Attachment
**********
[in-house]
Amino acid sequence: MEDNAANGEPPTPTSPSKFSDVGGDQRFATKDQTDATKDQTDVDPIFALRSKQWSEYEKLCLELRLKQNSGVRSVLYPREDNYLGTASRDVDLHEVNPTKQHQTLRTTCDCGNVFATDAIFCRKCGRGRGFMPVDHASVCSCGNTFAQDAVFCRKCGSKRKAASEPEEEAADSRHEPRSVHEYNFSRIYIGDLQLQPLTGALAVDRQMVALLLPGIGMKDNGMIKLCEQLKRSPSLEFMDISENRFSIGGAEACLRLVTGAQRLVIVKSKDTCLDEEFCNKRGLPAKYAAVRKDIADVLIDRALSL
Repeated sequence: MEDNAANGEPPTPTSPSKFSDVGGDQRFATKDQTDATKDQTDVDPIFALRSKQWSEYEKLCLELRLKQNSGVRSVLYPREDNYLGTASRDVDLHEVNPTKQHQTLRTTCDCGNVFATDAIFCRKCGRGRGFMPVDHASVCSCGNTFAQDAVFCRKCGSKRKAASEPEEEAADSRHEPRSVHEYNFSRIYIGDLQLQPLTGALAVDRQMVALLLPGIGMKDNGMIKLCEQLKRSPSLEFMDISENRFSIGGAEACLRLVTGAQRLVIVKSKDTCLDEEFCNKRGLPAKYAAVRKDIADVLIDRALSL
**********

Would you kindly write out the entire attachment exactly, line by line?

[in-house]
Amino acid sequence: MEDNAANGEPPTPTSPSKFSDVGGDQRFATKDQTDATKDQTDVDPIFALRSKQWSEYEKLCLELRLKQNSGVRSVLYPREDNYLGTASRDVDLHEVNPTKQHQTLRTTCDCGNVFATDAIFCRKCGRGRGFMPVDHASVCSCGNTFAQDAVFCRKCGSKRKAASEPEEEAADSRHEPRSVHEYNFSRIYIGDLQLQPLTGALAVDRQMVALLLPGIGMKDNGMIKLCEQLKRSPSLEFMDISENRFSIGGAEACLRLVTGAQRLVIVKSKDTCLDEEFCNKRGLPAKYAAVRKDIADVLIDRALSL
Repeated sequence: MEDNAANGEPPTPTSPSKFSDVGGDQRFATKDQTDATKDQTDVDPIFALRSKQWSEYEKLCLELRLKQNSGVRSVLYPREDNYLGTASRDVDLHEVNPTKQHQTLRTTCDCGNVFATDAIFCRKCGRGRGFMPVDHASVCSCGNTFAQDAVFCRKCGSKRKAASEPEEEAADSRHEPRSVHEYNFSRIYIGDLQLQPLTGALAVDRQMVALLLPGIGMKDNGMIKLCEQLKRSPSLEFMDISENRFSIGGAEACLRLVTGAQRLVIVKSKDTCLDEEFCNKRGLPAKYAAVRKDIADVLIDRALSL